The shift started with the removal of Al Shabab, beginning early Aug. 6, 2011, after months of daily bombardment by the African Union (AU) mission AMISOM.
Now traders who no longer fear stray bullets or mortar blasts are repainting and fitting glass to their shop fronts. Solar-charged streetlights brighten evenings along newly patched roads that marked front lines just a year ago.
Above them, scheduled flights from Turkey, the United Arab Emirates, and Kenya come in to land at the refurbished Aden Adde International Airport, bringing with them Somalis returning home with money to invest after fleeing years ago to wait out the war.
Inflows of remittances have increased by 20 percent since January, according to Dahabshiil, an international money-transfer firm. The Somali shilling has strengthened by almost 50 percent against the dollar in 12 months.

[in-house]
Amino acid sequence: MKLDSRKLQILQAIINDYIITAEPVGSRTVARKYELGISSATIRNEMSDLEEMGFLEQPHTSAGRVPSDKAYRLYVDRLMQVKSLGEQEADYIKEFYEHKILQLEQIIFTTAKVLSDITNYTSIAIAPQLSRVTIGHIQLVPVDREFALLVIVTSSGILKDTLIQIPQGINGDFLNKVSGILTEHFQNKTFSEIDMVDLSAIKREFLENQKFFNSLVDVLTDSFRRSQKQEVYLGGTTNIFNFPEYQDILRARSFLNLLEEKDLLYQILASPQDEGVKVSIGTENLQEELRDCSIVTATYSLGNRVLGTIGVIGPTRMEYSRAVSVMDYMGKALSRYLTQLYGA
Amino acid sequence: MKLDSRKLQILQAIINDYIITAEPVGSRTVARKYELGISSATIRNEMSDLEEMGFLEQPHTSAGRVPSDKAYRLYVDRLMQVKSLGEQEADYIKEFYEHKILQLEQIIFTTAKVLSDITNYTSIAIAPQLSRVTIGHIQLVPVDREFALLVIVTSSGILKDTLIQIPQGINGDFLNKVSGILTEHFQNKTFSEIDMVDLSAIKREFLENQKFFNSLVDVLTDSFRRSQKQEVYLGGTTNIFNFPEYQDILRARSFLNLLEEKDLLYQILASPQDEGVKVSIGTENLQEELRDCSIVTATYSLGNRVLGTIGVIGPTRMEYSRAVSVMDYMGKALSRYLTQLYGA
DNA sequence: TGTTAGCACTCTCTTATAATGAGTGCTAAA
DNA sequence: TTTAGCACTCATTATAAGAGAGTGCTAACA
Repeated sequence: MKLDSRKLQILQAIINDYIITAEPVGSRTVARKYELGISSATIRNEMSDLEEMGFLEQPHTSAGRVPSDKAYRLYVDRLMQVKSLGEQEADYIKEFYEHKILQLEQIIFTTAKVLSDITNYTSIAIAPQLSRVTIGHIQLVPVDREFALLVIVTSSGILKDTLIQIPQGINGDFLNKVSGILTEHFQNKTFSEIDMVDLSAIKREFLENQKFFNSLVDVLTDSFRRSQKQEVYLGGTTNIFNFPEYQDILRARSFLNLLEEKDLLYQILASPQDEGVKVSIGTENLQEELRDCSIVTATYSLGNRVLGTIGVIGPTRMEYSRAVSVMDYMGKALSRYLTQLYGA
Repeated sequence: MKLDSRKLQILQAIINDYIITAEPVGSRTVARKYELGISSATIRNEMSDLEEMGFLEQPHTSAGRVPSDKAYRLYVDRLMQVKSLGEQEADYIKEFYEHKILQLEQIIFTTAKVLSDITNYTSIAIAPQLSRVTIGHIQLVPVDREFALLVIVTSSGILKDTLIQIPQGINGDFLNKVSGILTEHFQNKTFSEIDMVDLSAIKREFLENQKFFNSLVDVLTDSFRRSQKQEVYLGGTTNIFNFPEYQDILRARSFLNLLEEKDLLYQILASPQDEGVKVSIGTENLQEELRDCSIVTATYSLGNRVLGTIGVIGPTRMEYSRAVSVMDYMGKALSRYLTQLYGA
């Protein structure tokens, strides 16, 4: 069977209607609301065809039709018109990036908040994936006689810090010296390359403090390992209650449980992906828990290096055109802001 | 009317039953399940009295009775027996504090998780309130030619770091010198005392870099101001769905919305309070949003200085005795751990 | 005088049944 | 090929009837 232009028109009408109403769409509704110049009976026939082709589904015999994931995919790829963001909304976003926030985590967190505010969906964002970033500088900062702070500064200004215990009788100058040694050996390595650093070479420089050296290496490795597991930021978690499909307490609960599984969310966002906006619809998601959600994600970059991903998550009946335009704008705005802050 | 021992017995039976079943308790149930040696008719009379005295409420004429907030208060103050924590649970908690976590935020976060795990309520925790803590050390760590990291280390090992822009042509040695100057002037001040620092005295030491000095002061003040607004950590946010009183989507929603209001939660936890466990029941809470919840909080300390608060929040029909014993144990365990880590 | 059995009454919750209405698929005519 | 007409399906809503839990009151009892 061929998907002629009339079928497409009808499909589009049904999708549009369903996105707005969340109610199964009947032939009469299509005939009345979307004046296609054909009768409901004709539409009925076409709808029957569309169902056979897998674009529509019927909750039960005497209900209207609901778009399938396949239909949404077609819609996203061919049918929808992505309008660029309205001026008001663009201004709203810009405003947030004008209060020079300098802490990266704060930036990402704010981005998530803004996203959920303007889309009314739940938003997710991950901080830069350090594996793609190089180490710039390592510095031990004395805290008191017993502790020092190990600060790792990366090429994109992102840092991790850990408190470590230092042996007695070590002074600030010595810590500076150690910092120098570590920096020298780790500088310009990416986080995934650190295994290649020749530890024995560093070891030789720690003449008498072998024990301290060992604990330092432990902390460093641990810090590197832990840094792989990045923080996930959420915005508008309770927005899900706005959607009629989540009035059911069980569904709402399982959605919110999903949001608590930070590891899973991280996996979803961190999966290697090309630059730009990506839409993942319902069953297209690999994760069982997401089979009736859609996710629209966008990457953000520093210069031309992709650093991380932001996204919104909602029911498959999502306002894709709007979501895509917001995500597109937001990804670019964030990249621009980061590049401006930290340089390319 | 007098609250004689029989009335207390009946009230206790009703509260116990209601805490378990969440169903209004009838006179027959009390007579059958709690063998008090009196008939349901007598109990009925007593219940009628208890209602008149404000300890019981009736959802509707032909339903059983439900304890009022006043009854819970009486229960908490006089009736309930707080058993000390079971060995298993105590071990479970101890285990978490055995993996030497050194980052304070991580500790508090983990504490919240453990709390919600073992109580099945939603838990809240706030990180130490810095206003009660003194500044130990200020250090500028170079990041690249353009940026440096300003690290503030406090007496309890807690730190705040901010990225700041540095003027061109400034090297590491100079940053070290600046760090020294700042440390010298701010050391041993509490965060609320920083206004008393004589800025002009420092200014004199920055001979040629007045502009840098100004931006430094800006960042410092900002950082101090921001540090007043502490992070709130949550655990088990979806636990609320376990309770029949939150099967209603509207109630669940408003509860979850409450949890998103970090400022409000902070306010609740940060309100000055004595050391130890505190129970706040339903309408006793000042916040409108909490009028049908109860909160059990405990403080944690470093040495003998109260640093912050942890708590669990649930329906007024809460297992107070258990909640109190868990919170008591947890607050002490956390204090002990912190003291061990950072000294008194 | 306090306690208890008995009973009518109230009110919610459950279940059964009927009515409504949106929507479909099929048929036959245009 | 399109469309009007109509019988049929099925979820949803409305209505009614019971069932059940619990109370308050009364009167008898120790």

“People realized that we now had security when we saw there was no more fighting and no more bombings, and every area became populated again,” says Farah Jimale, owner of Cosmetics Center at Bur Ubax in Bakara market.
“Now truly there is opportunity here and I have many new customers.”
But then he paused. And in that pause was the largely unspoken reality that all this change is tenuous and fragile, and that Mogadishu’s brief spell of security could crash back to chaos at any time.